Forgiveness on the Killing Fields of Cambodia

The Huffington Post – As a boy of eleven, Sokreaksa Himm and his Cambodian family were forced-marched from their home in Siem Reap out into the rural area to work in farming. It was there that he watched as the villagers hacked to death his father and brothers and later his mother. Lying under dead bodies in the pit in which the killers had dumped their victims, he waited until they left to make his escape.

Himm was one of the lucky ones. “The killing fields” of Cambodia were as foreboding as “The ovens” of Auschwitz. In four years — 1975-1979 — as many as three million Cambodians were killed by the Khmer Rouge regime or died from starvation or disease. As a result, Khmer Rouge leader Pol Pot is sometimes described as “the Hitler of Cambodia.”

After Himm escaped from his family’s killers, he was able to cross the border into Thailand and was eventually sent to Canada where he was cared for by World Vision (an international Christian relief organization) at one of their refugee centers. There, his young mind was not only plagued by the memory of his family now dead — with the exception of his sister — but feelings of revenge for those who had so devastated his family and his life. Those feelings began to change, however, after he enrolled at Providence University College near Winnipeg, Canada–a school that proclaims: We help you see your education through a Christian worldview.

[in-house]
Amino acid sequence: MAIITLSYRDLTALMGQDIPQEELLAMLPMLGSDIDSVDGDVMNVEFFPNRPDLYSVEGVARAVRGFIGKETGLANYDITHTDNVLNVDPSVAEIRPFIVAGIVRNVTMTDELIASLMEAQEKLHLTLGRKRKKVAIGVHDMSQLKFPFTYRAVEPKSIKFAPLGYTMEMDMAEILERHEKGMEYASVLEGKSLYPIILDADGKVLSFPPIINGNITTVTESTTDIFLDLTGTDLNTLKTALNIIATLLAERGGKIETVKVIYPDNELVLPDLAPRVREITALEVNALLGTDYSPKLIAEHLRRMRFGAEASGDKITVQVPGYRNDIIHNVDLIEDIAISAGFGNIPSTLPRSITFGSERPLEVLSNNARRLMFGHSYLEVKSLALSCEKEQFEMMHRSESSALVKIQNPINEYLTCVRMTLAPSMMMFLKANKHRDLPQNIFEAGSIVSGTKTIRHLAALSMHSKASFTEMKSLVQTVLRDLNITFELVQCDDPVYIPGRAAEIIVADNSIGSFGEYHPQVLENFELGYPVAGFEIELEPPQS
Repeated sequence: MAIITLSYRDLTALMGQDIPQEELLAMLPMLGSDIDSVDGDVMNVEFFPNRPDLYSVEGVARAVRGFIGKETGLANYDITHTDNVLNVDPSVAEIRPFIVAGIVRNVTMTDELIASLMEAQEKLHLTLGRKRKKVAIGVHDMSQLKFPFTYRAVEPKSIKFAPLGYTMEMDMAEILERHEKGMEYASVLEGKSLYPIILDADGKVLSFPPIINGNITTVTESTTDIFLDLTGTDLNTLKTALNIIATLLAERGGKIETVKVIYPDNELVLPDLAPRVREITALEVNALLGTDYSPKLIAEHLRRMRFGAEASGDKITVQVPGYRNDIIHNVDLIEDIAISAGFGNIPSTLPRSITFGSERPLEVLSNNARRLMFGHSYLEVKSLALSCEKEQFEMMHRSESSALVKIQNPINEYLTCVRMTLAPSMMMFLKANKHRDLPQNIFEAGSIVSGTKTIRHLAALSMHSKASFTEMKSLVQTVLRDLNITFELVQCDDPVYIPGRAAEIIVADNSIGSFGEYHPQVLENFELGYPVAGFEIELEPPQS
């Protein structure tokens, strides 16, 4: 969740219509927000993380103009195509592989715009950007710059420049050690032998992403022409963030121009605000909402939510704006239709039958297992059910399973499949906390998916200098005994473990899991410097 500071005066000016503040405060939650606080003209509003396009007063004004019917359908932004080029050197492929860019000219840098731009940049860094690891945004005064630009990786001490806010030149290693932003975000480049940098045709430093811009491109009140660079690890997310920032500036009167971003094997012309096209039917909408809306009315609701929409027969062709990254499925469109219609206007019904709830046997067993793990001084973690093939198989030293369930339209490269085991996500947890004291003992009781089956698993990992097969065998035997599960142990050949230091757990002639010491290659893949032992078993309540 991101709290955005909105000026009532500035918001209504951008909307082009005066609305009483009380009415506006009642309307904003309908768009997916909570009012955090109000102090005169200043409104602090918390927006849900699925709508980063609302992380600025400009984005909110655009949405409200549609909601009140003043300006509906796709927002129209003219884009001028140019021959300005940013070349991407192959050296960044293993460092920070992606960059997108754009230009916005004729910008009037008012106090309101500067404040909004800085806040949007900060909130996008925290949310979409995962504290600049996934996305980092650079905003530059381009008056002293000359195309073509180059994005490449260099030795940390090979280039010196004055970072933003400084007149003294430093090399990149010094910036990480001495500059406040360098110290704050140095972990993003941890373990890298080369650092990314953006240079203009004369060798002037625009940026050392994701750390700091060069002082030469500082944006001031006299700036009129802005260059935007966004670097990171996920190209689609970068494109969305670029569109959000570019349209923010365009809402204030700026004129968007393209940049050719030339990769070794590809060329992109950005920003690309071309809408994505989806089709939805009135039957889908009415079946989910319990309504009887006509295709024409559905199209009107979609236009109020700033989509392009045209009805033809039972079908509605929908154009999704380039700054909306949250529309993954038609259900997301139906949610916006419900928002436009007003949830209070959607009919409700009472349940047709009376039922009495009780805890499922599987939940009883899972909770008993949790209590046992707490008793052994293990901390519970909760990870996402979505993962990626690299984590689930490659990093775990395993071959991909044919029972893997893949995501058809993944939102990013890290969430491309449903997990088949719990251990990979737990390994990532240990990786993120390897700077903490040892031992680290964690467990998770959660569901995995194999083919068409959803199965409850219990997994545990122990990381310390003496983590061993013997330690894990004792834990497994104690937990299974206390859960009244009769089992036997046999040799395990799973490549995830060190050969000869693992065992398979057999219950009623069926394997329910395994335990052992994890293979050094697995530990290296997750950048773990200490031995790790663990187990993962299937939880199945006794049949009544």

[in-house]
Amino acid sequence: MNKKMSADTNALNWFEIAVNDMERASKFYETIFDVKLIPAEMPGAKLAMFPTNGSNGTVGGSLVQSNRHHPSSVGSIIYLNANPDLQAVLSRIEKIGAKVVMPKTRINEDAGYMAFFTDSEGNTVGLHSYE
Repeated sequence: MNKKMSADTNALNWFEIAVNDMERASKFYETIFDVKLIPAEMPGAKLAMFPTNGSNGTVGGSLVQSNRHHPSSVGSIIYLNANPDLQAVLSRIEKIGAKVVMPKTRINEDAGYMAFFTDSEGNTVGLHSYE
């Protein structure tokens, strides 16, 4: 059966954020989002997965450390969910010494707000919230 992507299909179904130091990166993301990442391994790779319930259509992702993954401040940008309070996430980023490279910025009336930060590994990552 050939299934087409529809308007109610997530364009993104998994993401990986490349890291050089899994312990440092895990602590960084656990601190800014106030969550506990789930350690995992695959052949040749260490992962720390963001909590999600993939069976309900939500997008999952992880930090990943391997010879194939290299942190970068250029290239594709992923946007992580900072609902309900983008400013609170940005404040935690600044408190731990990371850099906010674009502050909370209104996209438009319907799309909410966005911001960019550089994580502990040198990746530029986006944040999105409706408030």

“I could tell that something was wrong with me, and underneath thecambodia-map fa??ade I suddenly realized that I needed to forgive totally,” Himm recalls.??”Forgiveness is not easy, but if I allowed the big ball of fire to keep burning inside my heart, my life would not be worth living. . . When I could not forgive, I was actually burying myself into the grave of bitterness, anger and hatred.”

Determined, Himm returned to Cambodia and to the village of Kokpreach where he met with the man who killed his father and the one who killed his mother. He tied a Cambodian scarf around each of their necks as a symbol of forgiveness. Then he gave them a Cambodian Bible and read from Luke 23:34 — “Father, forgive them for they know not what they do…” — and in so doing, offered his forgiveness.

Himm has since found his sister and returned to his family home in Siem Reap where he’s determined to build a new and better life for himself and his fellow Cambodians.

Read the full story: A Face in Pol Pot’s Killing Fields.”

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